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Freedom in Recovery

For me, July means fireworks and barbecues and smells like corn on the cob and strawberry short cake. It’s a time to gather with family, stay up a little too late, and get eaten alive by mosquitos. I usually never wear the thing that’s the most weather appropriate (a sun dress and then it gets cold or jeans and the heat is sweltering even after the sun goes down). I almost always end up eating a bit too much, laughing a bit too loud and having a blast.

While Independence Day is a celebration of our nation and our freedom, it can also be challenging for many. When I worked at the William S. Middleton Memorial Veterans Hospital, I learned that for some veterans with post-traumatic stress and other obstacles like addiction or mental health issues, this holiday can be triggering for many reasons: the loud noises and flashing lights and reminders of hard times and excruciating loss.

A holiday that is meant to celebrate freedom can sometimes remind us of our captivity in addiction and trauma and other struggles.

When I heard veterans at the VA talk about their experience, I was humbled. One man spoke about how for years every fourth of July, he locked himself in his basement with a bottle and music on full blast. Anything to drown out the noise and escape the pain. Another woman missed her brothers and sisters in the service and thought of the friends she knew who had given the ultimate sacrifice and would never be gathering for holidays again.

After working at the VA, the fourth of July means so much more to me now. It’s about so much more than fireworks and food. Freedom—and the freedom in recovery that I’ve found—mean so much more to me.

I think about the men and women I met who shared so courageously about their struggles. I think about how I will never know the hardships that complete strangers have endured on my behalf. I think about how so many veterans are hurting. And too many people are searching for the freedom that we take for granted every day.

What is freedom in recovery?

Freedom in recovery is a gift.

It is freedom from the obsession of using.

Freedom from the pain of isolation.

Freedom from a never-ending cycle of self-destruction.

Freedom from the bonds that hold us down.

Freedom from trauma.

And heartache.

And hurt.

Freedom from self-consciousness.

And ego.

And lies.

Just go to a recovery meeting or a faith-based group or a recovery community center or visit a recovery advocacy website and you will see freedom living, moving, breathing in the world around us. Freedom in recovery is a precious gift that is meant to be shared and celebrated and written about and talked about. It can be whispered to your neighbor or shouted from the mountain tops.

Maybe you connect with Janis Joplin’s view: “freedom is just another word for nothing left to lose…”.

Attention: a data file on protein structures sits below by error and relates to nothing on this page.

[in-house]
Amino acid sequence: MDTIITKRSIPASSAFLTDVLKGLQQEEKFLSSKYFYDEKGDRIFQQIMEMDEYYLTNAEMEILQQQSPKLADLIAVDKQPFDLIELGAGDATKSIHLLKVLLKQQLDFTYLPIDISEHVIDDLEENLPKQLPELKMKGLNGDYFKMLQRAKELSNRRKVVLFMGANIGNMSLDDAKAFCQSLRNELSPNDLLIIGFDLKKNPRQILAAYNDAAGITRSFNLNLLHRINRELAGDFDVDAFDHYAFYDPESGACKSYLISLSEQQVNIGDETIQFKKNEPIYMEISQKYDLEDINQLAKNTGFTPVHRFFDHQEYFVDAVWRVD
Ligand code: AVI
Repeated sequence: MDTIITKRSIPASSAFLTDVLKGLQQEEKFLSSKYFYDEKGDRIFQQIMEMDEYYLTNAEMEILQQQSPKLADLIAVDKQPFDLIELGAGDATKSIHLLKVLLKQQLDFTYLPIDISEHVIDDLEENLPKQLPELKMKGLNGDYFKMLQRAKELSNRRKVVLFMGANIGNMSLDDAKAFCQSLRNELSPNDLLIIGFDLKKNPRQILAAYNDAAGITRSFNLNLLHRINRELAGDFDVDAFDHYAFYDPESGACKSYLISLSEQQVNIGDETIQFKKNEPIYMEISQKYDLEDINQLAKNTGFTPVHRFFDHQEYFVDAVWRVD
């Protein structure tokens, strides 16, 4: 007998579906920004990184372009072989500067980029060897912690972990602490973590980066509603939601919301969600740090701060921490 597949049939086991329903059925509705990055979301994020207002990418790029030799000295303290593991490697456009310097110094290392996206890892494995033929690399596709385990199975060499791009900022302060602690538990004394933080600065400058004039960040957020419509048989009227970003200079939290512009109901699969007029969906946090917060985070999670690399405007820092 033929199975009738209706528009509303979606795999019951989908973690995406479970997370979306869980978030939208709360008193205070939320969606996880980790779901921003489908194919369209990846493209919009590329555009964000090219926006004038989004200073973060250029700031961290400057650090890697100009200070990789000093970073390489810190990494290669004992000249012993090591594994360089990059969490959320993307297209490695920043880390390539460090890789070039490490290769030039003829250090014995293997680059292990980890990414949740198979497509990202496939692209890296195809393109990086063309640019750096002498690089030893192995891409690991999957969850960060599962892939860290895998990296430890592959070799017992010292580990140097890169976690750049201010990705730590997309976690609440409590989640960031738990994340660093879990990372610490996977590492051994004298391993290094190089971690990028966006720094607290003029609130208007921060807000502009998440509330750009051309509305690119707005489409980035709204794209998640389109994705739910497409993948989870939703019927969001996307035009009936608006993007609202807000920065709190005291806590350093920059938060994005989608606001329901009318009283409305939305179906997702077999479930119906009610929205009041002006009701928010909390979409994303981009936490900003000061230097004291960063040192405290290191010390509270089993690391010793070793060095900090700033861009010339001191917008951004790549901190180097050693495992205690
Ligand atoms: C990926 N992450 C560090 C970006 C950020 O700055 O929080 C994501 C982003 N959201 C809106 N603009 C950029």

Right, on.

[Many of us in addiction recovery can relate to this lyric well, some of us while laughing. Others in tears].

Or perhaps you’ve heard and connect with the Apostle Paul in his letter to the Galatians as he warns them not to try to be perfect (this is impossible) in order to have a connection with God (Grace is enough):

It is for freedom that Christ has set us free. Stand firm, then, and do not let yourselves be burdened again by a yoke of slavery (5:1).

Or maybe what you connect with best is the red, white and blue of Old Glory flying. God bless the USA, friends.

It’s Okay to be Walking Towards Freedom

It’s okay if you are struggling. It’s okay if you have to let your family and friends know that you are gonna have to sit this one out. It’s okay to blast heavy death metal into your headphones while drinking a sparkling water at dusk. It’s okay to make that phone call to an old buddy to reach out.

It’s okay if you feel like you are walking towards freedom, but it is somehow always out of reach.

It’s okay if you’ve grown weary.

I love what author Jen Hatmaker says in her book Simple and Free:

“Innumerable times I’ve grown weary, but the powerful backing of my faith community lit the extinguishing fire, and I carried on.”

We don’t have to do life alone.

It’s okay if you need to reach out to a community to help you rekindle that fire again.

If you are in a place of captivity today (either figurative or otherwise), know that recovery is a gift that you can receive. And it can bring you freedom from your struggles. I promise and am living proof of that. God also offers a gift of salvation and healing from our brokenness that can lead to the ultimate freedoms.

Freedom is possible. No matter what your life looks like or smells like or feels like today.

This July, join with me as we take a look of the concept of FREEDOM in recovery. What does it mean to live in freedom? How does recovery bring us to a place of freedom? How can a faith journey and relationship with God (or dare I say Jesus) bring us to a place of healing and freedom and peace?

I love questions.

I hope this month, you will join me in asking some more.

Much love,


Want to connect? I'd love to hear from you!

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